Cormac Herley from Microsoft Research wrote a seminal paper on this topic back in 2009:

It is often suggested that users are hopelessly lazy and unmotivated on security questions. They chose weak passwords, ignore security warnings, and are oblivious to certificates errors. We argue that users’ rejection of the security advice they receive is entirely rational from an economic perspective. The advice offers to shield them from the direct costs of attacks, but burdens them with far greater indirect costs in the form of effort.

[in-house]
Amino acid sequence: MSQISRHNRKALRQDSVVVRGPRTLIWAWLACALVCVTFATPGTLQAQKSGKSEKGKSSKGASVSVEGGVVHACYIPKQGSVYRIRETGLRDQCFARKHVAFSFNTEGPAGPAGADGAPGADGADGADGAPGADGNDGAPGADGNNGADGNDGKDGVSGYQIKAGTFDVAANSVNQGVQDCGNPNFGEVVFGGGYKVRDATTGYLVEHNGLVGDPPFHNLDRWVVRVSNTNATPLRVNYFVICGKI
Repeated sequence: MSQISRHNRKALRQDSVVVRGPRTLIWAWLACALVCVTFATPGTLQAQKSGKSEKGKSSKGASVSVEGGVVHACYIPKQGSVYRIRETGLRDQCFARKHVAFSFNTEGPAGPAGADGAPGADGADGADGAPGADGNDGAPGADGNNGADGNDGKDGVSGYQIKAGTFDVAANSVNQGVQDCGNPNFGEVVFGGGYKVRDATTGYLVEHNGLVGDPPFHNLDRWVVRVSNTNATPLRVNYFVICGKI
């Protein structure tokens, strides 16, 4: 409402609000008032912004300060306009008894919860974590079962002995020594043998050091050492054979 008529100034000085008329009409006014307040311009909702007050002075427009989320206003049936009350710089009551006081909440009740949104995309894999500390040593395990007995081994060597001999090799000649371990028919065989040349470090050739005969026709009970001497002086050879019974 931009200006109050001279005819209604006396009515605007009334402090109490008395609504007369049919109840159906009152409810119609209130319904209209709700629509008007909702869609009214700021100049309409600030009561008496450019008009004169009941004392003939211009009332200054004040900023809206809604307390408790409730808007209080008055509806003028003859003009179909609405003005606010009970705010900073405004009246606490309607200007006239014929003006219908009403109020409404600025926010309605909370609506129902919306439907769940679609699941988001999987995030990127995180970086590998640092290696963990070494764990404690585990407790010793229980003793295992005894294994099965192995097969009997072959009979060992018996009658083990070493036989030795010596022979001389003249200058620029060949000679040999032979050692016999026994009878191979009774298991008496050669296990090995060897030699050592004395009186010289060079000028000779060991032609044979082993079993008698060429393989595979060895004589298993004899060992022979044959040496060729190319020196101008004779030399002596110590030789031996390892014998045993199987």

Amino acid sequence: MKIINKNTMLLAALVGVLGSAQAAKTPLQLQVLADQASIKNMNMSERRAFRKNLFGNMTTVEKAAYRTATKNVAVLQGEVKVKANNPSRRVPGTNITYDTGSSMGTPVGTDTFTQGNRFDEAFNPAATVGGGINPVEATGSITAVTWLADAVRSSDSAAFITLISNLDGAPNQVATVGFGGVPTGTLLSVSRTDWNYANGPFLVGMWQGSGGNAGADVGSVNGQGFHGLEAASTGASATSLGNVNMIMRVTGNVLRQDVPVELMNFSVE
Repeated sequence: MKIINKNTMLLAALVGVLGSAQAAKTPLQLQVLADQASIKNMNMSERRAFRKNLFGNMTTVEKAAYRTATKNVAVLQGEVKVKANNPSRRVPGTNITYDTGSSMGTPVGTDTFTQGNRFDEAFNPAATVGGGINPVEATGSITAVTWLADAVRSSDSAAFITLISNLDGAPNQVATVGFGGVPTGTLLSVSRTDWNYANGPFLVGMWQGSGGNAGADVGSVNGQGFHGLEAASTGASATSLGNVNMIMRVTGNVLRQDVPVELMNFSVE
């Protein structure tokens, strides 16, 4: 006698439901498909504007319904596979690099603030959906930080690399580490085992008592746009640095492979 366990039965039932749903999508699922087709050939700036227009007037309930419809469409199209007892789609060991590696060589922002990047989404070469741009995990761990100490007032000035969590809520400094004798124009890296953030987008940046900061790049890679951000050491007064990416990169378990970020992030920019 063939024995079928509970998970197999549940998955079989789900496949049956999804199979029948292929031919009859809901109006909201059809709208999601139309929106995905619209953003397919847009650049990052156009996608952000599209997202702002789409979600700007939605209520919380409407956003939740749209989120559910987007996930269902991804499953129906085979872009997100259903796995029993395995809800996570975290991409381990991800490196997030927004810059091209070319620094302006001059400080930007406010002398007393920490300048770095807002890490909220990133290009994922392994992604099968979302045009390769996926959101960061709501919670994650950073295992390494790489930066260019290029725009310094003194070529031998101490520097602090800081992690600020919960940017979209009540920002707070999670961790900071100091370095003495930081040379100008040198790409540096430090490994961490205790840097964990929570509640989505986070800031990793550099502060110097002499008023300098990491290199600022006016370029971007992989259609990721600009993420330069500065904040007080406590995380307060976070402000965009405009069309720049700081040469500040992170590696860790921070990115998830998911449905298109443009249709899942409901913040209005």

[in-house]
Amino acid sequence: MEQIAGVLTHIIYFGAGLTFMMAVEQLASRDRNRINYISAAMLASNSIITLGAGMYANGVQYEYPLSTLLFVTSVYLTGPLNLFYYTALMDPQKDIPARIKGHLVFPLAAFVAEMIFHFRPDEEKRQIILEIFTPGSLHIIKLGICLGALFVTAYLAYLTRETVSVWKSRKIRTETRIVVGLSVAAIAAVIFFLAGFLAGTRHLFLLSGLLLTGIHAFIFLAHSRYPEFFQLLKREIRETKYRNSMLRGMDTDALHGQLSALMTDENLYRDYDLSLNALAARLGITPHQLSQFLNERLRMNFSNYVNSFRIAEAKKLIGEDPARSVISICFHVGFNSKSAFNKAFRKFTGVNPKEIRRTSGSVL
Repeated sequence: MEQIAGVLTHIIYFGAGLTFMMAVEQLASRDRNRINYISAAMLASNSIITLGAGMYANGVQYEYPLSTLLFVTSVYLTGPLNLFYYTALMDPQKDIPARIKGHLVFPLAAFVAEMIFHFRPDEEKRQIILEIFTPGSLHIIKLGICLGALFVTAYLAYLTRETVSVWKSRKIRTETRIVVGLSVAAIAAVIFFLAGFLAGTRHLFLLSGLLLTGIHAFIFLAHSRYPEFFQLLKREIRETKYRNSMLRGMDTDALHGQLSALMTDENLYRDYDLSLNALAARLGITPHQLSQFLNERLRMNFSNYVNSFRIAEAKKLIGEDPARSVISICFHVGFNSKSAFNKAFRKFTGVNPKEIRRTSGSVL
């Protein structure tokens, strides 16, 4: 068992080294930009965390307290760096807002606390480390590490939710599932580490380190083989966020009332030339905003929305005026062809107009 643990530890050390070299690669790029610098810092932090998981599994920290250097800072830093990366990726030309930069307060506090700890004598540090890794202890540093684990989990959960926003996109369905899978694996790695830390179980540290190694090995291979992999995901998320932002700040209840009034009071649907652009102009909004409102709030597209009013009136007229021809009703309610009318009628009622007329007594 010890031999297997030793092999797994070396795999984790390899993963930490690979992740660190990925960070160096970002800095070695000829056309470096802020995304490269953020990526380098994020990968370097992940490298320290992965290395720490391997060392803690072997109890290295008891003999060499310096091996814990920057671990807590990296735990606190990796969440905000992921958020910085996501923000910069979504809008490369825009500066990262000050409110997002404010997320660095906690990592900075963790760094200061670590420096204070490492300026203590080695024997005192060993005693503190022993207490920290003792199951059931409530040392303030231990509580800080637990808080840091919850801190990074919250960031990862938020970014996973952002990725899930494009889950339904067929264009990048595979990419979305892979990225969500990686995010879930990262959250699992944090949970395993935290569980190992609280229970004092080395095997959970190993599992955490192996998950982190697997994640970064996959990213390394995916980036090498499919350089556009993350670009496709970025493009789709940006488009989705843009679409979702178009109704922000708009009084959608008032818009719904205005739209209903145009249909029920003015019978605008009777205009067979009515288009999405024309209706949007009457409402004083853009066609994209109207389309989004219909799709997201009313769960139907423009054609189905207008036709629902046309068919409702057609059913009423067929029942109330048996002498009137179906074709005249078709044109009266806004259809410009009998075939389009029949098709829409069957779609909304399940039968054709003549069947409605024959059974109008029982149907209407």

If it’s too much hassle to follow a security policy or to use a system correctly, people will work around it. This is especially true if they don’t appreciate the requirement or understand why it’s necessary.

They simply disagree with the trade-off you’ve made, and they’re correcting it for you.